Complimenting on the cookbook Pok Pok at this point is like stating that cats are fluffy. People have acknowledged it, and already moved on. However, I just cannot get over how every dish I made from the book has turned out amazing. Sure, the dozens of homemade condiments listed in the ingredients are time consuming to make, and I did end up subbing a lot of ingredients (although it is explicitly stated not to do this) due to the large number of hard-to-find or hard-to-use-up ingredients. But even with my constant bastardizing of the dishes with Japanese/Korean ingredients, every dish provided a wholly novel flavor that took me out of the monotony of my home cooking.
I love this cookbook as dearly as I love the Thai recipes from the blog She Simmers. Besides the obvious commonality that they both feature Thai cuisines is that they both take a critical stance against the notion of authenticity.
So here are some of the highlights:
Khao Phat Muu: stir-fried rice. I thought I was bored, tired of any iterations of fried rice dishes. I was wrong.
Khao Tom: Rice soup. Wonderful for warming your body, getting over colds, and hangovers.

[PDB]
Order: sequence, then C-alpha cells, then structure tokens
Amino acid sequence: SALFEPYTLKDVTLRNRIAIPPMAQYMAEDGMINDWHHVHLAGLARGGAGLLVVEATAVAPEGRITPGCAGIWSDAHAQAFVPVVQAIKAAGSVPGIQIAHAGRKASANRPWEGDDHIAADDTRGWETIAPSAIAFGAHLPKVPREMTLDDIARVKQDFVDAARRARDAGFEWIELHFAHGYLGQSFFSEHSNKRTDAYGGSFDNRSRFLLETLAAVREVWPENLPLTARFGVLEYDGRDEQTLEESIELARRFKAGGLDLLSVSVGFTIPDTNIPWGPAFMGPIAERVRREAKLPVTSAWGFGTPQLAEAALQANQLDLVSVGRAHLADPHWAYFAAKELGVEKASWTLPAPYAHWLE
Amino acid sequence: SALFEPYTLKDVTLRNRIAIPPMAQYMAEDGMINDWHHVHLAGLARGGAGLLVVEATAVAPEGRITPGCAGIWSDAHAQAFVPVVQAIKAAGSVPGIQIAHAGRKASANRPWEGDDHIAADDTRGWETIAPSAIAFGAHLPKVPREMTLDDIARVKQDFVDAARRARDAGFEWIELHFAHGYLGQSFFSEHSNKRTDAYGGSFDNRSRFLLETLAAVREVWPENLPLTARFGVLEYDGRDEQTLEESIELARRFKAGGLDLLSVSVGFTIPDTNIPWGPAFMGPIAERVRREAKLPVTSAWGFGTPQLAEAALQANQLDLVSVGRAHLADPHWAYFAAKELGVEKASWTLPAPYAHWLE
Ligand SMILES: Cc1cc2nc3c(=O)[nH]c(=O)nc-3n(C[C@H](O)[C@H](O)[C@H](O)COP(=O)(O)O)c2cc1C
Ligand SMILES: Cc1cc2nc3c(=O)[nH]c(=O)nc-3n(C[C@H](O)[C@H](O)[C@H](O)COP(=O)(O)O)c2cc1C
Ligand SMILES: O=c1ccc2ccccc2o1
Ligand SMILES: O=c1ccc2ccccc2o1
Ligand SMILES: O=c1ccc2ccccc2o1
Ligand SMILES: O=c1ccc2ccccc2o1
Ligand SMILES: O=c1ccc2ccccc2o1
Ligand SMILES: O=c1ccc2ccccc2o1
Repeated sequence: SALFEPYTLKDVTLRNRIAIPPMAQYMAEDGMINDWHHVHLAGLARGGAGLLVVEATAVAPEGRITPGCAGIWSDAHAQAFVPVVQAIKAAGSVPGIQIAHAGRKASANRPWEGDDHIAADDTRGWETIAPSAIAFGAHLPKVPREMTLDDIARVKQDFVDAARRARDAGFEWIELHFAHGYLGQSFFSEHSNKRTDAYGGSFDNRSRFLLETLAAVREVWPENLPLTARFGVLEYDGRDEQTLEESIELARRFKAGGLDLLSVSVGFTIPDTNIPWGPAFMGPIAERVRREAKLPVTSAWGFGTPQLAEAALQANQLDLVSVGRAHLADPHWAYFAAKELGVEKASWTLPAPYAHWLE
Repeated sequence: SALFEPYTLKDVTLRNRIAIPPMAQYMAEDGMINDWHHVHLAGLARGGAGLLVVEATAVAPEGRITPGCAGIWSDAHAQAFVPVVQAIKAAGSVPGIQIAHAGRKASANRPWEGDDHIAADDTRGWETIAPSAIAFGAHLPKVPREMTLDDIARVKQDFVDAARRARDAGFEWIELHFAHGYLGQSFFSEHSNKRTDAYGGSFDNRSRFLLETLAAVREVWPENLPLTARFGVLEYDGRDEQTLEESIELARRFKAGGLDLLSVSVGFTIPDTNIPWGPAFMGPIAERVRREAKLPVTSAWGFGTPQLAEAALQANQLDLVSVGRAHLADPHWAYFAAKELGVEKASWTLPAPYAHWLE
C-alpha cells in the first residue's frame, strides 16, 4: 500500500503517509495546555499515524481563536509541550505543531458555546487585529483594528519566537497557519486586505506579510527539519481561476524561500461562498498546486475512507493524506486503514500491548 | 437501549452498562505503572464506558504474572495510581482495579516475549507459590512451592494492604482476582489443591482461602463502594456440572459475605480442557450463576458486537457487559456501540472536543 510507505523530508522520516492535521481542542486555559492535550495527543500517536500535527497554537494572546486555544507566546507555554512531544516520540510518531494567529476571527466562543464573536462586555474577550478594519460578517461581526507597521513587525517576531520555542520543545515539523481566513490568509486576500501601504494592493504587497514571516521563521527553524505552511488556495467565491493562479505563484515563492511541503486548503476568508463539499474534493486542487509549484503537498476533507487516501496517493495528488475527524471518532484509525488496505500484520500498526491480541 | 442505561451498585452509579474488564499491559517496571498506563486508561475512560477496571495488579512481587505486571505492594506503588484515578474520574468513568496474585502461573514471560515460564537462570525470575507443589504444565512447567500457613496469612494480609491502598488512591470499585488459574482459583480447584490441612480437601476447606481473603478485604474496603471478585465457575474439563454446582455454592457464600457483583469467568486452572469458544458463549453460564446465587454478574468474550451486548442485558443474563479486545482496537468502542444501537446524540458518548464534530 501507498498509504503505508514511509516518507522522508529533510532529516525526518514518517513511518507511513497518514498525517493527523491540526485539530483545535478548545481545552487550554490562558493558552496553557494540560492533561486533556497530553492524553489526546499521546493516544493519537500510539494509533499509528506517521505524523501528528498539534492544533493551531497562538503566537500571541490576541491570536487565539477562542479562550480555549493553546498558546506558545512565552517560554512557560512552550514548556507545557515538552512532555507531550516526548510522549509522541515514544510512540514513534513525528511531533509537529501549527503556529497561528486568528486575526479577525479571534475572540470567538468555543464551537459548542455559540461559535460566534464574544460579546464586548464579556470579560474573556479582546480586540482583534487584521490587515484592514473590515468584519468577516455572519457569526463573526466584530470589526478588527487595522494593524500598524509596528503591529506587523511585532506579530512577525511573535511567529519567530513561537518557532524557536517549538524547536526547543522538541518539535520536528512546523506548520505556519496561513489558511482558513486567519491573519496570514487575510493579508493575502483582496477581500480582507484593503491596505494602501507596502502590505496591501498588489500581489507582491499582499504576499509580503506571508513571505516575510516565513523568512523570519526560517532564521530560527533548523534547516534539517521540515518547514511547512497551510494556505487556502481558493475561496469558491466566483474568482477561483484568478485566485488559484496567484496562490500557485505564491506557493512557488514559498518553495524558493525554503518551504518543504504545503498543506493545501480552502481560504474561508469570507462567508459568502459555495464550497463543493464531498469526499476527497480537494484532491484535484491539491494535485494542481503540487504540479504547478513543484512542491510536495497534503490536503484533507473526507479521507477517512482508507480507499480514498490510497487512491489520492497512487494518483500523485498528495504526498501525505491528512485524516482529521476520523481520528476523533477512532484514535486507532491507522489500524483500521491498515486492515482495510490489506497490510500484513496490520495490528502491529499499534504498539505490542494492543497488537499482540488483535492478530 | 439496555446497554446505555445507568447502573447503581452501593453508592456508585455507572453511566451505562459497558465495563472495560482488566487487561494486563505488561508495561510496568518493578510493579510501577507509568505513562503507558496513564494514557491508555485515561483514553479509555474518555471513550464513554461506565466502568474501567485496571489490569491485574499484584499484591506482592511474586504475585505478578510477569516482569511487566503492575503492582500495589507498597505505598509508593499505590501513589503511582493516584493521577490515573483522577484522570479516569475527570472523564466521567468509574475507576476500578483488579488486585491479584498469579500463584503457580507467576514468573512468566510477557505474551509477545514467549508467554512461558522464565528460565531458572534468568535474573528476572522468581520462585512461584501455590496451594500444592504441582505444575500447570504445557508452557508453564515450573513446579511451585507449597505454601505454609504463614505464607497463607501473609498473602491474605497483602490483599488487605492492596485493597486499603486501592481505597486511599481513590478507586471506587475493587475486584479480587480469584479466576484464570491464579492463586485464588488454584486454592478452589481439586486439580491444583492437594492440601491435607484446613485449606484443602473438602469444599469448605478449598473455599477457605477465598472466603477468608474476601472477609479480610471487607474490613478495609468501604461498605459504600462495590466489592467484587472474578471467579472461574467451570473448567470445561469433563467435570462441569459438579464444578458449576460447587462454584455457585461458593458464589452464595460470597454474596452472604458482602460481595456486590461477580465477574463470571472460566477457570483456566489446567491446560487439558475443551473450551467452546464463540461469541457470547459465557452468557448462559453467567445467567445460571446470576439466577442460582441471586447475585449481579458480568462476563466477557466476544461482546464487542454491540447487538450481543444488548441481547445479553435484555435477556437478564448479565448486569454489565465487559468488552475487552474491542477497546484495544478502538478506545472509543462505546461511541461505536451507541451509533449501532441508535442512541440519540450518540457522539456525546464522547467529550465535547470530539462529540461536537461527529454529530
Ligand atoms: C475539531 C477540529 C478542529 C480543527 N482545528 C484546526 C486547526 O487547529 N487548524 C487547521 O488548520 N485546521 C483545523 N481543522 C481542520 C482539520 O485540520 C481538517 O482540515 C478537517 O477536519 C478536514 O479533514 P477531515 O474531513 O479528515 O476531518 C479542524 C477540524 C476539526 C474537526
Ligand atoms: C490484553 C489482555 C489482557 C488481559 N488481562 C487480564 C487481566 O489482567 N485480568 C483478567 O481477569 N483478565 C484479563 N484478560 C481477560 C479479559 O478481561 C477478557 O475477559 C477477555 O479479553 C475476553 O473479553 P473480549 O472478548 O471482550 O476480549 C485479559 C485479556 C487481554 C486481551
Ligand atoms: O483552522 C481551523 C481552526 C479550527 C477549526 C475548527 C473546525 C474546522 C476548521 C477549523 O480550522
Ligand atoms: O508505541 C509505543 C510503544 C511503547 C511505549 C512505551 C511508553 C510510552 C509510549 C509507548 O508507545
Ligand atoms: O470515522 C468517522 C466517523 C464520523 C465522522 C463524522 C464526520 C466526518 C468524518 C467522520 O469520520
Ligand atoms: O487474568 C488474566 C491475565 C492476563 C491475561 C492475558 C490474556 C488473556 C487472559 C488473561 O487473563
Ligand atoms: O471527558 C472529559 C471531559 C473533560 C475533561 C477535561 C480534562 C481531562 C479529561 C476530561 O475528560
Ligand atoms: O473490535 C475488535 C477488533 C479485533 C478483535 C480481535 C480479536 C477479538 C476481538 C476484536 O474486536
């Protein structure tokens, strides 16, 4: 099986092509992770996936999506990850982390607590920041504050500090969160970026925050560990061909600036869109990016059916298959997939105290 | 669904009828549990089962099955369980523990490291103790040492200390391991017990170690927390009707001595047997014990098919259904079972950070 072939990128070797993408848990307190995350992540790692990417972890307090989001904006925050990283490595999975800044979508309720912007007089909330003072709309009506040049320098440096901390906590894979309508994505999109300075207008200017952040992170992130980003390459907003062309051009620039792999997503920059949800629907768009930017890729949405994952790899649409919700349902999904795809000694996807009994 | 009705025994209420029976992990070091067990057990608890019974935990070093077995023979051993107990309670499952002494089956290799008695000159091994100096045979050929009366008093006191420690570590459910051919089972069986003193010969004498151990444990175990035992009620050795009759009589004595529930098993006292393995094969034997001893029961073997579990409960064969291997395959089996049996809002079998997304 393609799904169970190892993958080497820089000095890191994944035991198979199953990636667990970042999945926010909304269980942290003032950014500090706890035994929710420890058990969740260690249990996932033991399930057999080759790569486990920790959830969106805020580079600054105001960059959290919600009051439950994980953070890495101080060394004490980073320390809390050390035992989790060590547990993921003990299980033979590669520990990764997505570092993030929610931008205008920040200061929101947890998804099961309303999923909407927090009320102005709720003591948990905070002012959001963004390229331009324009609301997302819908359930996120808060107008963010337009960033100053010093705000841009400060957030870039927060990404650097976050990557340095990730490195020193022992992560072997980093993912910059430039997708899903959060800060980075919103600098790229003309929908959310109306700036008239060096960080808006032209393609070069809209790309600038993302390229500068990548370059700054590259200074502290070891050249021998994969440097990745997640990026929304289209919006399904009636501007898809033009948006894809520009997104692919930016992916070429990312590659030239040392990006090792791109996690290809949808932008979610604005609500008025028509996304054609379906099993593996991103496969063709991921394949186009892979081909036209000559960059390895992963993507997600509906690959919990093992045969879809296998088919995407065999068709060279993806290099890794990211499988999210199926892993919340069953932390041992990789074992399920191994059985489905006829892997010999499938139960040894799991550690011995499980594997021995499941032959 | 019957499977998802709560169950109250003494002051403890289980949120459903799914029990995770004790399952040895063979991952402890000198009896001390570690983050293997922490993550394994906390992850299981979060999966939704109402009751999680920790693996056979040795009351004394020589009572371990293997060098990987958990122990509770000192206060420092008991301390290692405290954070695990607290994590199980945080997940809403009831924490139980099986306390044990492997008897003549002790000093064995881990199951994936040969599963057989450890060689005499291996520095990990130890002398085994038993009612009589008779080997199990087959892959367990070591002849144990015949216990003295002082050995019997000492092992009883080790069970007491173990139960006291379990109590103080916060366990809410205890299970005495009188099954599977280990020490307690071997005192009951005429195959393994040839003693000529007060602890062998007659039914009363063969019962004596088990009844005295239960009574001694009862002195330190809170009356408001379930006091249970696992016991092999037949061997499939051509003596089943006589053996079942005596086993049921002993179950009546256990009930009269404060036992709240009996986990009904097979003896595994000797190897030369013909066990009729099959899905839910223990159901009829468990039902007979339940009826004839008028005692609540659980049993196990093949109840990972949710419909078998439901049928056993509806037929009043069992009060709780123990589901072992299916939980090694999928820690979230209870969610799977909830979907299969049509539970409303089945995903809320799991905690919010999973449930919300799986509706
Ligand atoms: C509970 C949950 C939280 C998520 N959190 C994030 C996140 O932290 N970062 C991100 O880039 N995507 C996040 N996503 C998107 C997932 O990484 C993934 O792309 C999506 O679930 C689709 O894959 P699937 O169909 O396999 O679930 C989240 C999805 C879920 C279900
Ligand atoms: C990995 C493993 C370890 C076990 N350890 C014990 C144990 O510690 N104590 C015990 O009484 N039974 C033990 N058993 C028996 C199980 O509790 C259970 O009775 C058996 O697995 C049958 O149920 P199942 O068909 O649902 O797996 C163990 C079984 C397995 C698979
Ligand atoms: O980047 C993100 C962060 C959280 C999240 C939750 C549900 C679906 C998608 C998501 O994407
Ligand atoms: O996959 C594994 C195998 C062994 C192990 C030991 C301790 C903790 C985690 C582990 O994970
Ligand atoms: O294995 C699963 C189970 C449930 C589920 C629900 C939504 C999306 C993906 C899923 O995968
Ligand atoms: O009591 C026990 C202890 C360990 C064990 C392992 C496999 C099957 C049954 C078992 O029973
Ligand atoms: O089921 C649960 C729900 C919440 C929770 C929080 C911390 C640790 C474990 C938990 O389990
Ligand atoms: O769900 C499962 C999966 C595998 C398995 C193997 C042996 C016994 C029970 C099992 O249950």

Yam Makheua Yao: eggplant salad
Phat Fak Thawng: stir-fried squash. My partner’s new favorite way of eating squash. Actually, her only favorite way of eating squash.
Tam Taeng Kwaa: Cucumber salad
Holy basil chicken without the holy basil. I feel remorse.
Yam Khai Dao: Fried egg salad. I am not sure if I would qualify this as a salad. But it’s delicious.
Kung Op Wun Sen: glass noodles and shrimp baked in a pot. This one’s one of the more Chinese influenced dishes in the cookbook. It’s one of the few noodle dishes that actually pairs wonderfully with rice.
Khao Soi Kai: Northern Thai curry noodle soup with chicken. It’s hell making this dish without a mortar and pestle (I used a cylindrical baking pin with pint glasses.) But it’s worth it. If this dish involved less work, I would seriously consider replacing this with my curry udon recipe as my hangover morning food.